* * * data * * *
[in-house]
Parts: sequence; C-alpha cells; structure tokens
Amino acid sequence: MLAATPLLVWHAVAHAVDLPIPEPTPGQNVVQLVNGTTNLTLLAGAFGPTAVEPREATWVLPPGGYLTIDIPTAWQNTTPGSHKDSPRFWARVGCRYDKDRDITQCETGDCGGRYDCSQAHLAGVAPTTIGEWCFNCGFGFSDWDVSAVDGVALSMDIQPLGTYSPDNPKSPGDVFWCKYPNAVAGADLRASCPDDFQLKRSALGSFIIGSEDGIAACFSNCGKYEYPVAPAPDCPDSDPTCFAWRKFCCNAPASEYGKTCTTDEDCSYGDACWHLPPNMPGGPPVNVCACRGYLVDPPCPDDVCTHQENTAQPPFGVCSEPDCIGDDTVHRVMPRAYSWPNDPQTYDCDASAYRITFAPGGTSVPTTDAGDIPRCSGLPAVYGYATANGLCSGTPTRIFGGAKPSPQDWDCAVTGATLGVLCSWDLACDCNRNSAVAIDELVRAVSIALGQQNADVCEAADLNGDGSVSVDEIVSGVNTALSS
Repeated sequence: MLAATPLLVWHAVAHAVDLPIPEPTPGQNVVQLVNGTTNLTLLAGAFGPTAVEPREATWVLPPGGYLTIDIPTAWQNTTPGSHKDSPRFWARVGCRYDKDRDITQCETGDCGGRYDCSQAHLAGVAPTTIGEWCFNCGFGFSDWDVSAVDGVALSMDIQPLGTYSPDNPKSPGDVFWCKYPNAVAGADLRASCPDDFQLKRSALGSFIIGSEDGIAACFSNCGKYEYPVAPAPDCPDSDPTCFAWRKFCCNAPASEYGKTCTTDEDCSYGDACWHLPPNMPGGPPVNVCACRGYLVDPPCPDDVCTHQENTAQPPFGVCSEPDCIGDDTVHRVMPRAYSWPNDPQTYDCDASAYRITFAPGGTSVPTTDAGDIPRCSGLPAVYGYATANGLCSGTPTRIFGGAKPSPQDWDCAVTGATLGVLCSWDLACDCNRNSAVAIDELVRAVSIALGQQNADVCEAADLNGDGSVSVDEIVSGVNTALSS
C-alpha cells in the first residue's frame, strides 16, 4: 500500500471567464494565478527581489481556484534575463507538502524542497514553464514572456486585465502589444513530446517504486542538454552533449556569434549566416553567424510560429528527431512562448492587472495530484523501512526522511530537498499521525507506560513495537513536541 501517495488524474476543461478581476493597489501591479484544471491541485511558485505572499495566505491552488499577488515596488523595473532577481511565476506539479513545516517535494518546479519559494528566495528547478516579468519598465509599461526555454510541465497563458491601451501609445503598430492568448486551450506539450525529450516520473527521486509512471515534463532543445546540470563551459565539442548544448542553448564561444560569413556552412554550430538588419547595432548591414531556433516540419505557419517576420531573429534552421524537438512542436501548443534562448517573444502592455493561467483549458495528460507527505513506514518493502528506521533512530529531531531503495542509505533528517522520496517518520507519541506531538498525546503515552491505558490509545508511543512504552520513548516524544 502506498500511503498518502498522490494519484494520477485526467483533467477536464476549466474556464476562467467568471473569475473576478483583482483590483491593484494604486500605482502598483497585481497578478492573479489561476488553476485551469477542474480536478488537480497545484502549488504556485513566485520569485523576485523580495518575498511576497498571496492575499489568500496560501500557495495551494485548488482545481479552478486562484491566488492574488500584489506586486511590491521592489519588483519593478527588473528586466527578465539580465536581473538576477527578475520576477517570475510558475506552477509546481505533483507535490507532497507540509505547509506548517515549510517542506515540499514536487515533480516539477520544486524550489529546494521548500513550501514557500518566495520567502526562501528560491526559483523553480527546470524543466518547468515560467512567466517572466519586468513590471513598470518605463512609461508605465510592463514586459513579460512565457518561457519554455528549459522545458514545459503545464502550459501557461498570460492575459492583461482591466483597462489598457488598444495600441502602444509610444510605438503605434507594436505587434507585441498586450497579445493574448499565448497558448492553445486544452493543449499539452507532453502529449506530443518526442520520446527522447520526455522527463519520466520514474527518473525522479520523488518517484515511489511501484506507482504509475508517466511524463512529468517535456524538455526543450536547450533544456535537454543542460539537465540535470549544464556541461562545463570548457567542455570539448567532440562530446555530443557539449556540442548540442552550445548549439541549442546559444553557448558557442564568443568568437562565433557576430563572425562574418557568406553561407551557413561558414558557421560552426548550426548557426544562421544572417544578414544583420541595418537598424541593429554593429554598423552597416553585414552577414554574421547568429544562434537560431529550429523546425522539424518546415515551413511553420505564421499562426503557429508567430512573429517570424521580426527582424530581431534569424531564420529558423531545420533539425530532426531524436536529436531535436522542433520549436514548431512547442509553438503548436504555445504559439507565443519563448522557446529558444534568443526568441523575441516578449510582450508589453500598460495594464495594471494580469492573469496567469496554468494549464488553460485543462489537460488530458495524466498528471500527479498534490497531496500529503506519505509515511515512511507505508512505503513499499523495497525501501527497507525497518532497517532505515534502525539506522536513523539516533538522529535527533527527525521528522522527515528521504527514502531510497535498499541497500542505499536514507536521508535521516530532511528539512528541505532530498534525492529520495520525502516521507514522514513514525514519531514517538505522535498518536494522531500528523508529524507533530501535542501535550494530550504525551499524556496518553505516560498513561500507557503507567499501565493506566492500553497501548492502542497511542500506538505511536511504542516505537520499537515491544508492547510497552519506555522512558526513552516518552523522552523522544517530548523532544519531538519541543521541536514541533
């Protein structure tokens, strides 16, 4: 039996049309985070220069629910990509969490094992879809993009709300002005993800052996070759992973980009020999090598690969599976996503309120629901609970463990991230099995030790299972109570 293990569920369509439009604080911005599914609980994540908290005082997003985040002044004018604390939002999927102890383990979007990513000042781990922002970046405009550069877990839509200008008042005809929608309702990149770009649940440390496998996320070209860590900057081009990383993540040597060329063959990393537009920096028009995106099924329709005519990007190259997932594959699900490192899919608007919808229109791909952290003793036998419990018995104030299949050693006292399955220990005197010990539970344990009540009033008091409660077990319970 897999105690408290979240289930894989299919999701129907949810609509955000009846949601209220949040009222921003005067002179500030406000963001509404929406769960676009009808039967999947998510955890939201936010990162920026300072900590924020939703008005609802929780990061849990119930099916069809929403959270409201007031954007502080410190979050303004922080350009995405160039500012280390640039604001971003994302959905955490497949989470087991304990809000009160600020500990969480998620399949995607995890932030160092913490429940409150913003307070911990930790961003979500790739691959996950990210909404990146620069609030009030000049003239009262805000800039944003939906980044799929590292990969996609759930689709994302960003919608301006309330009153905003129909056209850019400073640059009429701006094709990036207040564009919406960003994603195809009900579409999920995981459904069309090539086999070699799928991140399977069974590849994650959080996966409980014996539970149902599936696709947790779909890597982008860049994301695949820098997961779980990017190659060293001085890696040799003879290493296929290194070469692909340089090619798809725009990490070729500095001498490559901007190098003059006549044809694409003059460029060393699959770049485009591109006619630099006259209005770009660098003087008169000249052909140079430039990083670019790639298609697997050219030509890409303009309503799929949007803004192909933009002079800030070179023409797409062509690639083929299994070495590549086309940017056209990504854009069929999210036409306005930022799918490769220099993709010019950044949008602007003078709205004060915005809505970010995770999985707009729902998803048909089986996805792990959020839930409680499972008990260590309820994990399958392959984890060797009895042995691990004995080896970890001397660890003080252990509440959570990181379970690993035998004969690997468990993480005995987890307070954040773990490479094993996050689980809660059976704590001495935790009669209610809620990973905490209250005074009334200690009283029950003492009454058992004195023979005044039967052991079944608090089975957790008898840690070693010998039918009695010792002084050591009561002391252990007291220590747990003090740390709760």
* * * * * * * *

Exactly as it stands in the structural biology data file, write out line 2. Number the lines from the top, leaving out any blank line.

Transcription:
Parts: sequence; C-alpha cells; structure tokens